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Schools’ Names Provide History

February 8, 2007

By Timothy Cox

The names are familiar throughout the community: Davidson, A.R. Johnson, Tutt, T.W. Josey, Lucy C. Laney.

But few, including the pupils who attend these Richmond County schools, know much about those people and others whose names grace their buildings, signs and letterheads.

Since the origin of Georgia’s Act to Establish a System of Public Instruction in 1870, it was a usual practice to name schools after educational figures.

Over time, the practice has gone by the wayside somewhat, with many schools, including all those in Columbia County, now being named for locations or street names.

What follows are details about the men and women for whom these schools are named and why they are named for them.

Reach Timothy Cox at (706) 823-3217or tim.cox@augustachronicle.com.

A.R. JOHNSON HEALTH SCIENCE AND ENGINEERING MAGNET SCHOOL: Named for Augustus Roberson Johnson. Born Feb. 29, 1853. Johnson was revered in the community and was affectionately known by his nickname, “Fessa,” as in Professor Johnson. He taught for 39 years in Richmond County schools. He died in October 1908.

C.T. WALKER TRADITIONAL MAGNET SCHOOL: Named for the Rev. Charles T. Walker, who founded Tabernacle Baptist Church in 1885. He was a passionate orator and earned respect in all racial circles. He introduced President-elect William Howard Taft when he visited Augusta in 1909.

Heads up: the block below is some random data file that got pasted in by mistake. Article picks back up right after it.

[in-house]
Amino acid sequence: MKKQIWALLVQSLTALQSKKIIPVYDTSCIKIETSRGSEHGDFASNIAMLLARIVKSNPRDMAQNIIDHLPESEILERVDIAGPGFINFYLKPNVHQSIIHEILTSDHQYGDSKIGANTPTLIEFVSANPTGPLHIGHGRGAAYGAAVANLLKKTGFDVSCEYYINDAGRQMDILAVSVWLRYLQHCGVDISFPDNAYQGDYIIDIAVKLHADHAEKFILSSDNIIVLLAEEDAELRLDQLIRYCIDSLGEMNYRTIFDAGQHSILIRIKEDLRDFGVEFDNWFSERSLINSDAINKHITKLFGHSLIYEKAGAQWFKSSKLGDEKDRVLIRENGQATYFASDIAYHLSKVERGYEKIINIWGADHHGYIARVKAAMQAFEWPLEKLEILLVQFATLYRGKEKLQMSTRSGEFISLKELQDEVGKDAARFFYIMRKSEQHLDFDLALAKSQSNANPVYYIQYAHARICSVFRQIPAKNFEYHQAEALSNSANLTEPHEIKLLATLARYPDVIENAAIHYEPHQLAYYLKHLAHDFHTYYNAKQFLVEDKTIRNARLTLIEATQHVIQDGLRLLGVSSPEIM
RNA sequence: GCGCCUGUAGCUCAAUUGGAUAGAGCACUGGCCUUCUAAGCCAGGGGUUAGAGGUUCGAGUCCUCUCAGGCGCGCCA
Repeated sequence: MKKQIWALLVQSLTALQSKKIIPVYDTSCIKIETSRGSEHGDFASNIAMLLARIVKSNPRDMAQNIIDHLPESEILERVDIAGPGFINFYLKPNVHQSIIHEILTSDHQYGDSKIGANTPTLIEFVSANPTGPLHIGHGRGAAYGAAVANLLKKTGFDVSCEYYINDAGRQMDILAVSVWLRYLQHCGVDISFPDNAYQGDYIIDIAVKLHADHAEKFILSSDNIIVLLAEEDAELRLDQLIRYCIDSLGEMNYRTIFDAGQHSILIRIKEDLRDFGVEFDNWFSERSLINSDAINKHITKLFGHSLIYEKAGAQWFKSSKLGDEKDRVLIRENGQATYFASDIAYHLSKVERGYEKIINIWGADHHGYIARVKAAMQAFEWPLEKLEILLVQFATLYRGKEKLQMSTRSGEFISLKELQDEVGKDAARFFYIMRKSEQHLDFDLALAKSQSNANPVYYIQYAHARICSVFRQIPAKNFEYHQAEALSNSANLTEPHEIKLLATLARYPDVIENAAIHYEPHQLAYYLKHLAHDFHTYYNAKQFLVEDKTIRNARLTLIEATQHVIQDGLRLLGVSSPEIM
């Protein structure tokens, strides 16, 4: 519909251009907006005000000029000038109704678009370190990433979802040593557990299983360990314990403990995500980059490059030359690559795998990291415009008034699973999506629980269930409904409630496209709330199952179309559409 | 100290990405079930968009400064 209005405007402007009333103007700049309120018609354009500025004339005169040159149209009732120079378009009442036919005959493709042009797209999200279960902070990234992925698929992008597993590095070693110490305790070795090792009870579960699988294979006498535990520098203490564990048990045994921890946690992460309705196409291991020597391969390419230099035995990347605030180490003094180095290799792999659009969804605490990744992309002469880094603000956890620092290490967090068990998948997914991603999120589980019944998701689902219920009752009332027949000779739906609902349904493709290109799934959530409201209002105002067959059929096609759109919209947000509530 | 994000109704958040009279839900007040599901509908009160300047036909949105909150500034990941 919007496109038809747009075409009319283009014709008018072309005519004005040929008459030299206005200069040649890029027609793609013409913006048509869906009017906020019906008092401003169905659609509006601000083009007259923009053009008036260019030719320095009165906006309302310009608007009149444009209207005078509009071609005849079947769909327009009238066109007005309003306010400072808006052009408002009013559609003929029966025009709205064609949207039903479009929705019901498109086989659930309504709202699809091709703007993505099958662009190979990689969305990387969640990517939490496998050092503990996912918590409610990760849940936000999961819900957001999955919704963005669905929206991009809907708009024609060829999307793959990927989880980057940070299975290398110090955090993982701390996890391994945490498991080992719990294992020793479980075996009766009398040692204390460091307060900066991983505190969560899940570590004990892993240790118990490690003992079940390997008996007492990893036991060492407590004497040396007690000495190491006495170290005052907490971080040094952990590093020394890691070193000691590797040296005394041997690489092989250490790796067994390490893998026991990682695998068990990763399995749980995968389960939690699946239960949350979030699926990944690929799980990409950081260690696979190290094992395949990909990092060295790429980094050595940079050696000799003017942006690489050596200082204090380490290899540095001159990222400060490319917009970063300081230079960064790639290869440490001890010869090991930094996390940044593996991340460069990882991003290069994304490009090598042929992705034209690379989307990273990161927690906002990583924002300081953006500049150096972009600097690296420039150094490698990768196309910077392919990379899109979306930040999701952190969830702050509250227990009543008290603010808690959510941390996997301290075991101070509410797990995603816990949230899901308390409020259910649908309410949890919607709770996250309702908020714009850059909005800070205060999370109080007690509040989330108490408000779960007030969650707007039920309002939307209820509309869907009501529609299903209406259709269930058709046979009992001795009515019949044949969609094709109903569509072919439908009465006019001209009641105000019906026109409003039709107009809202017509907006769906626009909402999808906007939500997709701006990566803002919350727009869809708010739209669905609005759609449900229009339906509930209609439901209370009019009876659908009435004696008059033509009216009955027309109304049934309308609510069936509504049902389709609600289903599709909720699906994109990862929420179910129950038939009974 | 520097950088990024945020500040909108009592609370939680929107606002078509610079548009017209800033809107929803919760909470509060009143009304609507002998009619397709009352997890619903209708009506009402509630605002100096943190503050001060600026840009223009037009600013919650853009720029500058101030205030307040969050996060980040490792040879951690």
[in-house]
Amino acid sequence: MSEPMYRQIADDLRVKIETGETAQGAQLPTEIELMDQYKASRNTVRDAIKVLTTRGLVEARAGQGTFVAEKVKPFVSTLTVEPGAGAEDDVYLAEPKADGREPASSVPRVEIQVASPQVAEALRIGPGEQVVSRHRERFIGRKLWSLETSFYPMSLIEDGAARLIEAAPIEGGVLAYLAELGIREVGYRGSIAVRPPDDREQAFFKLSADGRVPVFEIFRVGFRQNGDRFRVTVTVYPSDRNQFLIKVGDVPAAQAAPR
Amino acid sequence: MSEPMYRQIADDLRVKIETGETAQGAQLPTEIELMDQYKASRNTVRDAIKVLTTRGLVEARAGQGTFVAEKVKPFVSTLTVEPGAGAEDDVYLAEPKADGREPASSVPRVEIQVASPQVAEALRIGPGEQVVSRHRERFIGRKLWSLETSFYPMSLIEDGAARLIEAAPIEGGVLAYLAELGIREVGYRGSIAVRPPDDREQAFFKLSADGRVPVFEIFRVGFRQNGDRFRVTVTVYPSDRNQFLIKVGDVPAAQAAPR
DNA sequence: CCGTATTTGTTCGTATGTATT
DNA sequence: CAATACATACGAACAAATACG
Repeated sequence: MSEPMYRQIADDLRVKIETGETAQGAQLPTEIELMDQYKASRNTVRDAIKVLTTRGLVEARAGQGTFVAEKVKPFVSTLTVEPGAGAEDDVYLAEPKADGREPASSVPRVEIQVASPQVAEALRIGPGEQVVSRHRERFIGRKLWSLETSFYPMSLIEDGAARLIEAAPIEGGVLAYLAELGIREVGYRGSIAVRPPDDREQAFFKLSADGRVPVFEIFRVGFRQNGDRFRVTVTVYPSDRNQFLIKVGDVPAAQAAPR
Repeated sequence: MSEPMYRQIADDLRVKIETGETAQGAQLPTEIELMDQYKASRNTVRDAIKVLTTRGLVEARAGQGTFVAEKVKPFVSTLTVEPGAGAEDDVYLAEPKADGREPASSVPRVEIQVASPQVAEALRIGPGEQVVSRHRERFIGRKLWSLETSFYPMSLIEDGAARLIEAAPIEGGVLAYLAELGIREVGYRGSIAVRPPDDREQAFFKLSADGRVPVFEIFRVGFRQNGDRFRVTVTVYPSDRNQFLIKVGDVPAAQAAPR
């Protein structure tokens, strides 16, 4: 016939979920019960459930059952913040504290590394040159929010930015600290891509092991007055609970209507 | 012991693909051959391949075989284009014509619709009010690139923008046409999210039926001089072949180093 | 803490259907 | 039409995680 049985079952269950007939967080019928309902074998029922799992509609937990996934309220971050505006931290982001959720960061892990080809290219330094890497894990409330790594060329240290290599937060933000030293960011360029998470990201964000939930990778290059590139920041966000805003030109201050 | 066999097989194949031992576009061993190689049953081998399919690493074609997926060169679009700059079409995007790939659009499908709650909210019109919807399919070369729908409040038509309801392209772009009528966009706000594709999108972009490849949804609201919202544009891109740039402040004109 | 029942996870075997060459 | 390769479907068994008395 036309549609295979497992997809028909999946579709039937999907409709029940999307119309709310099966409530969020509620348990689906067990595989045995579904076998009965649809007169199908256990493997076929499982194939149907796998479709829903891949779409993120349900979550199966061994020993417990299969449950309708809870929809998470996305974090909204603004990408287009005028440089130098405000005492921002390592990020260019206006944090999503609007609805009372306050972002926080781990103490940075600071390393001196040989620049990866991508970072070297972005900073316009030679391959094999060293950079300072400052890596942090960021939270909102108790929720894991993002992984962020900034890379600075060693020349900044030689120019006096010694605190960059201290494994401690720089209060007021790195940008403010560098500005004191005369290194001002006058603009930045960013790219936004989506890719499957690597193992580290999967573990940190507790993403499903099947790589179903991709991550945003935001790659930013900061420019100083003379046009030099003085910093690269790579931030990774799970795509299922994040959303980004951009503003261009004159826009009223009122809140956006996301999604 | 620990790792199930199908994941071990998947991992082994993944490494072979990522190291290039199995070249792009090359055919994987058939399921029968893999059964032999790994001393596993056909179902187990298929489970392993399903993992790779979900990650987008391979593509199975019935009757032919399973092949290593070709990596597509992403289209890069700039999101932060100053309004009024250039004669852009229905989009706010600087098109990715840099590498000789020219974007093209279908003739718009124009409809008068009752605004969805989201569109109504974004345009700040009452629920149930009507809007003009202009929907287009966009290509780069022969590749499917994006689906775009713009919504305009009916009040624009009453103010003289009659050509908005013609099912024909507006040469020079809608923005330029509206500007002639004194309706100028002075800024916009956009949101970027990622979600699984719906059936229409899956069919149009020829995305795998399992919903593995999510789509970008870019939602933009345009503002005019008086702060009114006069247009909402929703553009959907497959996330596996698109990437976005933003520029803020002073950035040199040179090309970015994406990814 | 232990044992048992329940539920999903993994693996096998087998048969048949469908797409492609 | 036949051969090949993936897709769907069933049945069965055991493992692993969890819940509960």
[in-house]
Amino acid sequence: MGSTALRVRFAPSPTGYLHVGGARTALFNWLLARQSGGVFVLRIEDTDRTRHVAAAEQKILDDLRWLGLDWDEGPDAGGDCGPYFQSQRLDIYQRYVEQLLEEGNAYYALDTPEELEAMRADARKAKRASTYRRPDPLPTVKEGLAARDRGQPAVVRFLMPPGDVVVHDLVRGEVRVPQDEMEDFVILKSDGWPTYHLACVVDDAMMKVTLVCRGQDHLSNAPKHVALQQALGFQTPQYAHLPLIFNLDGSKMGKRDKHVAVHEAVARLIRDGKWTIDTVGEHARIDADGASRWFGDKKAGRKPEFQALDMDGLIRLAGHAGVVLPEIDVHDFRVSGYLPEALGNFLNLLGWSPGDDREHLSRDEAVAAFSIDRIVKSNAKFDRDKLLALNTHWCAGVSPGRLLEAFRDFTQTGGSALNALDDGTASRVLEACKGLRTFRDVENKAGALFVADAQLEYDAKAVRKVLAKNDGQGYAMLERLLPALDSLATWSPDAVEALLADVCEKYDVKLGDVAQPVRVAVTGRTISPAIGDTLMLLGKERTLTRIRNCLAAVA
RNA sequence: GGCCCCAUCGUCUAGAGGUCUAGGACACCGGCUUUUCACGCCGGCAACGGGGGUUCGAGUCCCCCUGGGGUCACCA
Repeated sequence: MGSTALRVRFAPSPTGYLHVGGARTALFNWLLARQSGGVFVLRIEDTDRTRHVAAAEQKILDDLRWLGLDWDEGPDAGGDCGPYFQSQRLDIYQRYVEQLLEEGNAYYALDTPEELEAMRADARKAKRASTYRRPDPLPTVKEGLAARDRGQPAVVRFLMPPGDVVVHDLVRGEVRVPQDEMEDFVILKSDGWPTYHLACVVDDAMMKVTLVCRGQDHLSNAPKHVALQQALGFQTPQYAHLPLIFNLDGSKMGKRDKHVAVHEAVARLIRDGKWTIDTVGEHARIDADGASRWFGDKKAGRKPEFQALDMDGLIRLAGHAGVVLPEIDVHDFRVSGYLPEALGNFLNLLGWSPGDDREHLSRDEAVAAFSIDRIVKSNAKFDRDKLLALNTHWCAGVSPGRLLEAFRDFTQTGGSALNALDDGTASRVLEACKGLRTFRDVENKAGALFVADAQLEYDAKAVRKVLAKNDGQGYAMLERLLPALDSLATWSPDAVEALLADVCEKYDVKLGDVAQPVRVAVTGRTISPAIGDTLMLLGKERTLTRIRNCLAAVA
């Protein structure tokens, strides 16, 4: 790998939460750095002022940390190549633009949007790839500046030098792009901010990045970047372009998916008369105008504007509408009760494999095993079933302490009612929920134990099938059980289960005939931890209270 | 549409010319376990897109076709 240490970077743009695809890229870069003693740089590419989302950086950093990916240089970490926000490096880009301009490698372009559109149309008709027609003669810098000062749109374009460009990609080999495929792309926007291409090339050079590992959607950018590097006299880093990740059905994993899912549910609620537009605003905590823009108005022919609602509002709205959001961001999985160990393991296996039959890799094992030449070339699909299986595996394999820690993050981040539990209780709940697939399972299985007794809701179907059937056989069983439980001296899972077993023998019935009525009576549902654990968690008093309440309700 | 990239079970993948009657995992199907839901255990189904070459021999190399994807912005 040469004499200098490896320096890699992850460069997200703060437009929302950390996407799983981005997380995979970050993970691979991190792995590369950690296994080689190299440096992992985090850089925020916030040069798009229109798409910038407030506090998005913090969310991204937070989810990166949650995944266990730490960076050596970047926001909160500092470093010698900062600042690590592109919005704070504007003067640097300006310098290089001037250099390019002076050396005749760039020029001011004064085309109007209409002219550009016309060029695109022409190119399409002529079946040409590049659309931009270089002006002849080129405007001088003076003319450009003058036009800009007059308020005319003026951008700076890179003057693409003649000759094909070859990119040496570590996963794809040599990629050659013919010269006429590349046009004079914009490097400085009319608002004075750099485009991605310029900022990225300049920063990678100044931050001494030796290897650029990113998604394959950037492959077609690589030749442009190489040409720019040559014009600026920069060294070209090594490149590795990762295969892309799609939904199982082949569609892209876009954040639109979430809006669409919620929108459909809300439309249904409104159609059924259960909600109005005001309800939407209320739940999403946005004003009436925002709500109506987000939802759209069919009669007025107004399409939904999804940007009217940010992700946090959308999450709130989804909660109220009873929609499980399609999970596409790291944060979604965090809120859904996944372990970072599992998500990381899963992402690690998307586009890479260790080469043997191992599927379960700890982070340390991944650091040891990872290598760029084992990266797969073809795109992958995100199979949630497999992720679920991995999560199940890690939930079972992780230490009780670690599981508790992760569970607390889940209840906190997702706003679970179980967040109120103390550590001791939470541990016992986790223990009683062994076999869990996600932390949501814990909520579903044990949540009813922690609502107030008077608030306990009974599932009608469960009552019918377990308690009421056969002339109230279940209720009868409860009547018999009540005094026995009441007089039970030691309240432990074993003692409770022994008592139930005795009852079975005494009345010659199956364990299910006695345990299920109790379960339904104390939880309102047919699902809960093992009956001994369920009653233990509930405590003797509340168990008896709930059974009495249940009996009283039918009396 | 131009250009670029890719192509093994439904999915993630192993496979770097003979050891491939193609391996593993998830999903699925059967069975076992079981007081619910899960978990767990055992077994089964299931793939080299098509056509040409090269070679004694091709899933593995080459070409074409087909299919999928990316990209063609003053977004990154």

GEORGE P. BUTLER HIGH SCHOOL: Named for George Phineas Butler, an owner of Alert Valley Cleaners and a teacher at the Academy of Richmond County.

JOHN S. DAVIDSON FINE ARTS MAGNET: Named for John Sheldon Davidson, an Augusta native, esteemed journalist and attorney. He was a charter member of the Richmond County Board of Education and known as Richmond County’s “Father of Education.” He was born in 1846 and died in 1894 at age 48. The original Davidson School, built in 1886, was the second-oldest public school in Richmond County, behind the Academy of Richmond County.

T.W. JOSEY HIGH SCHOOL: Named for Dr. Thomas Walter Josey, a physician in his native Augusta who was born in September 1881. He received his early training at Haines Normal Institute and later earned a bachelor’s degree from Atlanta University and a medical degree from Howard University. Before his unexpected death in August 1956, Josey was medical director of Augusta’s Pilgrim Health & Life Insurance Co.

LUCY C. LANEY HIGH SCHOOL: Lucy Craft Laney was an 1873 graduate of Atlanta University who taught in Savannah before moving to Augusta. In 1883, she founded Augusta’s Haines Normal Institute, later renamed in her honor as Lucy C. Laney High School. In 1887, she helped found the Lamar Nursing School.

MIDDLE SCHOOLS

LANGFORD MIDDLE SCHOOL: Named for Rupert Langford, the chairman of the Richmond County Board of Education in the 1940s who died at age 41 in September 1950. Langford was Augusta’s first junior high school.

MURPHEY MIDDLE SCHOOL: Named for Eugene E. Murphey, a physician who lived in the Old Government House on Telfair Street.

SEGO MIDDLE SCHOOL: Named for Clifford T. Sego, an educator who was a member of the Richmond County Board of Education.

TUBMAN MIDDLE SCHOOL: Named for Emily Harvie Thomas Tubman, a philanthropist and Kentucky native. She married Richard Tubman, who told his wife that upon his death he wanted her to set all of their slaves free. Half continued to live with her in freedom; the others were sent to Liberia in west Africa, where the Tubman influence continues.